Since play and engagement activities take place in a natural environment that kids are used to, they find it easy to express themselves freely. Parents can help their kids loosen up through activities such as imaginative play, creative activities, and games. The set of activities can include imaginative play and creative tasks through which children can express their thoughts, feelings and experiences. These should take place within the home, neighbourhood park and any other familiar environment to make them comfortable.
Play enhances the mental capacity of kids through structured activities that usually target specific cognitive goals like problem-solving, creativity, and decision-making activities. Examples include puzzles, riddles, jigsaws, word games, speed maths and many others.
Play activities serve as a nice outlet for emotional expression and help children regulate their emotions better. Since most Play activities are based on hypothetical scenarios like the Pretend game, kids can explore widely and understand their feelings more.
Through interactive play, as well as games and role-playing, the communication skills of the child are greatly enhanced. It is a good opportunity for children to practice different languages, learn social cues, understand contextual meanings, and express their opinions on issues around them.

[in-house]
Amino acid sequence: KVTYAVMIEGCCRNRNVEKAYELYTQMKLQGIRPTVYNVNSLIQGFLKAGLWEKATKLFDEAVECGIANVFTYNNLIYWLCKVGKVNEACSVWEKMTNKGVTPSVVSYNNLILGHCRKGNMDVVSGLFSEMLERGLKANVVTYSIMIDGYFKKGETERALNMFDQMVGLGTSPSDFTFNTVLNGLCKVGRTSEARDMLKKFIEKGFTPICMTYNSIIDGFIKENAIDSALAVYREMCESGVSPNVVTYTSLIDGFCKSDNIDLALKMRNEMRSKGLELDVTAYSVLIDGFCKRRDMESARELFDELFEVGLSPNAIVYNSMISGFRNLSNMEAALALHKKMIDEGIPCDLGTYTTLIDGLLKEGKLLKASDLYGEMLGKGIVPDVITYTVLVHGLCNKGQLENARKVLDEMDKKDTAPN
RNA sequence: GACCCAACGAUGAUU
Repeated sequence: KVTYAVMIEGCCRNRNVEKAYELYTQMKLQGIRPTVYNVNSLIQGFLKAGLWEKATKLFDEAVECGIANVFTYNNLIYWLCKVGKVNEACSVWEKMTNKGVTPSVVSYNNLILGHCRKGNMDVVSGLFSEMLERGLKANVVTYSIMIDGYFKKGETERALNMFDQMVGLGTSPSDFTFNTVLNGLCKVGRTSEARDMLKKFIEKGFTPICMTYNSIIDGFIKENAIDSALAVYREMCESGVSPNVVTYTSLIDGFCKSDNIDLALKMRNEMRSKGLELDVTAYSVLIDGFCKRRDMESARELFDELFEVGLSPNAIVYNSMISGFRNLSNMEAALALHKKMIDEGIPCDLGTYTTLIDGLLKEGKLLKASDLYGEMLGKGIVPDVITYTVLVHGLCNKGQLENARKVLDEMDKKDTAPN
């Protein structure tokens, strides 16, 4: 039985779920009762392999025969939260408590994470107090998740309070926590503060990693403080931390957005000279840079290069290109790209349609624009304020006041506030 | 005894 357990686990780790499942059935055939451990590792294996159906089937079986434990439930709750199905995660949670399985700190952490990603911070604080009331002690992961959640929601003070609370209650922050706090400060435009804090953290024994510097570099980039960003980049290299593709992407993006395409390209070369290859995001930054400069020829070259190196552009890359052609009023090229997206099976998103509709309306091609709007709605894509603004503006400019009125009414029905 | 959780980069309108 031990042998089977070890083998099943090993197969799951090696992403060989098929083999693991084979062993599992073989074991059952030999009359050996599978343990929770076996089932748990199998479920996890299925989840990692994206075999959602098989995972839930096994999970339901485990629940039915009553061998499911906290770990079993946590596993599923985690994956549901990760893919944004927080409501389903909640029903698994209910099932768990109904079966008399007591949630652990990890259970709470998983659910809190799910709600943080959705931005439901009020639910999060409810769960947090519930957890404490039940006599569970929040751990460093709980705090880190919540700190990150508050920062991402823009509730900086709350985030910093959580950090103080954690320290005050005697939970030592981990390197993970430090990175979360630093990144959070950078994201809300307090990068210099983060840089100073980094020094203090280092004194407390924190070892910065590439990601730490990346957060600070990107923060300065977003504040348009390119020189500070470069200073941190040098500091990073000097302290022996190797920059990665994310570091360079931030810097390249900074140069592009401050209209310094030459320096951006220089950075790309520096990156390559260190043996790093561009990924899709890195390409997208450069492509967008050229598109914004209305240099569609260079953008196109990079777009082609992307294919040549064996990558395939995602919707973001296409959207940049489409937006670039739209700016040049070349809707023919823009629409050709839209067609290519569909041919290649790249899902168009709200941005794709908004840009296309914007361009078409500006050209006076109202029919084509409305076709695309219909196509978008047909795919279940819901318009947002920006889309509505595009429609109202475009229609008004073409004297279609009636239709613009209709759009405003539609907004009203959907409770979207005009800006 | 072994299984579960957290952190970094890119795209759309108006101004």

Play-based interventions are usually well-tailored to the specific needs, strengths and challenges of each child. There is no one-fit-all approach for all children. Hence, unlike the classroom and other learning environments where kids are attended as a class, the personalised approach of play-based activities has a higher chance of enhancing the emotional, social and mental development of the child.
Play-based therapy engages the family on a first-hand level. It is a joint effort by the therapist and the parent to strategize on how to incorporate therapeutic play at home best and work with the constantly adjusting needs of the child.
Integrating play, engagement, and social skills into therapy for kids creates a dynamic and enjoyable environment for learning and growth. It is the perfect balance between children’s desire to play and the parents’ duty to develop the child’s emotional, mental and social capacity.